According to Nick Cafardo of the Boston Globe, Red Sox closer Jonathan Papelbon is “poised” to request a salary in the area of $11.5M in arbitration. This would be a raise of slightly more than $2M over his 2010 salary. While his request might seem a little crazy on the surface, within the context of salary arbitration, it’s not. As salary arbitration is currently set up, it essentially guarantees every player eligible will get a salary increase. There are exceptions to the rule, but they’re rare (i.e. players coming back from severe injuries or extreme ineffectiveness). Papelbon and his agent know this, and they’re using this information to maximize his 2011 compensation.
The big problem with Papelbon’s salary request is that he doesn’t deserve it. By nearly every statistical measure, Papelbon’s performance has been in a state of decline since 2008. Here’s a quick look at some his key indicators over the past five seasons:
ERA FIP K/9 BB/9 K/BB wFB WAR
2006 0.92 2.14 9.88 1.71 5.77 24.1 3.0
2007 1.85 2.45 12.96 2.31 5.60 23.3 2.2
2008 2.34 2.01 10.00 1.04 9.63 18.7 3.2
2009 1.85 3.05 10.06 3.18 3.17 14.3 2.0
2010 3.90 3.51 10.21 3.76 2.61 4.5 1.2
Papelbon was extraordinarily dominant early in his career. He had an elite fastball, induced whiffs at a high rate, and controlled the strike zone by limiting walks. He had a reputation for being the type of closer that could walk into a tense situation and get through it quickly with minimal drama. In the postseason, he was even better. Through 2008, he put together a scoreless streak of 25 consecutive innings. Many in baseball saw him as the heir apparent to Mariano Rivera as the premier closer in baseball.
In 2009, everything changed. Papelbon’s pin point control disappeared (9.63 K/BB in 2008 to 3.17 in 2009). His elite fastball, once dominant, appeared lifeless and predictable in the absence of a second quality pitch. The effortless innings he used to routinely coast through were replaced with tense high wire acts in which he allowed multiple base runners. Papelbon's year long struggles came to a head when he blew a crucial save in Game 3 of the ALDS. After the game, he vowed to come back stronger, and return to his dominant form.
That didn’t happen. 2010 started out much the same way as 2009. This time, Papelbon's spotty control and penchant for high pressure situations was accompanied by a significantly reduced strikeout rate. From opening day through July 31st, Papelbon's K/9 rate was 7.68 (26% below his career rate of 10.4 through 2009). Due to his inability to establish an effective secondary pitch, hitters stopped biting at the fastball out of the zone, thus resulting in fewer strikeouts. Only after Papelbon established his splitter as an effective pitch did his strikeout rate begin to rebound. Over the course of the final two months of the season, Papelbon put up a K/9 rate of 14.83, which brought his year end average closer in line with his career rate. Despite his rediscovered ability to miss bats, he had difficulty getting batters out on balls in play. Papelbon's struggles were two fold: (1) he suffered from some rotten luck on balls put into play (.455 BABIP versus an xBABIP of .345, a difference of six hits allowed). and (2) he had a tendency to leave his fastball up in the zone caused him to give up an unusually high number of line drives (21% during Aug/Sept versus a season rate of 17.7%). The elevated line drive rate caused Papelbon to not only allow more hits, but also more runs. The final two months of the season was when he had four of his career high eight blown saves.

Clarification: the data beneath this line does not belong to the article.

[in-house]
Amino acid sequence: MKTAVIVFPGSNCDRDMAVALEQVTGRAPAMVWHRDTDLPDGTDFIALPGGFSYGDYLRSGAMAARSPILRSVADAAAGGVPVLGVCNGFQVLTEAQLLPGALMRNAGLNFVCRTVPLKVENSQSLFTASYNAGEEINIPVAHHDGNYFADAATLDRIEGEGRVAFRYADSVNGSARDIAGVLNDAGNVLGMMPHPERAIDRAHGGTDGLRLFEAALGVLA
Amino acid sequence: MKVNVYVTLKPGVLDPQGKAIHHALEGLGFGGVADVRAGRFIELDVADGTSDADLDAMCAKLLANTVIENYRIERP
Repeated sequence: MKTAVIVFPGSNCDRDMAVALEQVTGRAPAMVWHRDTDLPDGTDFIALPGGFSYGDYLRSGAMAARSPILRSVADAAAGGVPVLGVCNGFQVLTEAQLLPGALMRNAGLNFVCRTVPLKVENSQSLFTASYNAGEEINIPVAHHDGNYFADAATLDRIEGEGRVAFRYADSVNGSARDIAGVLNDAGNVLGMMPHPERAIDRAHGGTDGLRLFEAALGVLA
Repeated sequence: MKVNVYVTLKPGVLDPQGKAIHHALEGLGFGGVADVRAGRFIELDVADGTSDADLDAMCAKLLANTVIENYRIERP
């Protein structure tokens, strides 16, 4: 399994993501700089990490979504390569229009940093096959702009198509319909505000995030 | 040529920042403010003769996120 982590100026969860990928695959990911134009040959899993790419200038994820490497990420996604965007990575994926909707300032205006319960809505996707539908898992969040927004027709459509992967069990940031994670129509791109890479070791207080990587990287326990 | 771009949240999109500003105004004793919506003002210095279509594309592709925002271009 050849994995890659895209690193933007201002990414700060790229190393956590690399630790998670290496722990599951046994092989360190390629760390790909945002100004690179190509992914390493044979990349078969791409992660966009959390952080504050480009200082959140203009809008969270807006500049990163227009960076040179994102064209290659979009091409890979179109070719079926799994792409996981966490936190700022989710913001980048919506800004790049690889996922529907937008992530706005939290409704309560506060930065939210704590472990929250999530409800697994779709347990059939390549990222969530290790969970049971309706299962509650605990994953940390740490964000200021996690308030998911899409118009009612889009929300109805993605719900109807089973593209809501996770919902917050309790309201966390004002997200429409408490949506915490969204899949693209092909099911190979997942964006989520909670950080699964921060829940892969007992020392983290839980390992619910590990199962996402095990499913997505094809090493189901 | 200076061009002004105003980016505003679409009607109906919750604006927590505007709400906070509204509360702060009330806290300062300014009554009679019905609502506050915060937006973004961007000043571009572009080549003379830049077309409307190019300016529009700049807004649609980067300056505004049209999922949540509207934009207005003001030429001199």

This brings us back to the question of Papelbon's value. Relief pitchers, due to the number of innings they pitch, are very rarely worth salaries above $4-5M, including most closers. Even elite closers are rarely worth a salary of $10M, let alone the $11.5M Papelbon requested. The problem with Papelbon's request is that he hasn't been an elite closer since 2008. Going into his age-30 season, Papelbon is exhibiting multiple signs of decline. His walk and home run rates are on the rise; his strikeout rate is somewhat unstable; and his fastball is considerably less effective than it was in 2006 (lost 19.6 runs in value in five seasons).
Going into the offseason, the Red Sox front office is faced with a pretty complex dilemma. It appears they have three options:
- Re-sign Papelbon, and go into 2011 with him as the closer; allow him to leave as a free agent and re-coup two compensation draft picks
- Trade Papelbon (preferably prior to arbitration), and go into 2011 with Daniel Bard as the closer
- Non-tender Papelbon, and allow him to leave as a free agent; Bard as closer
Lastly, Papelbon is practically guaranteed to be a Type A free agent after the 2011 season. If/When the Red Sox allow him to walk as a free agent, he'll bring back two compensation picks (a first round and a sandwich pick). By taking Papelbon's projected value, and combining it with the value the Red Sox will receive via the two draft picks, we find that the combined value is likely to match or exceed his 2011 salary. This is what makes Option 3 fairly risky. As I see it, the best way for the Red Sox to get the most value out of Papelbon is to either trade him prior to the season, or re-sign him and recoup the draft picks after 2011. Either way, it should be pretty interesting to see how the situation progresses as it could have an effect on how teams deal with comparable closers in the near future.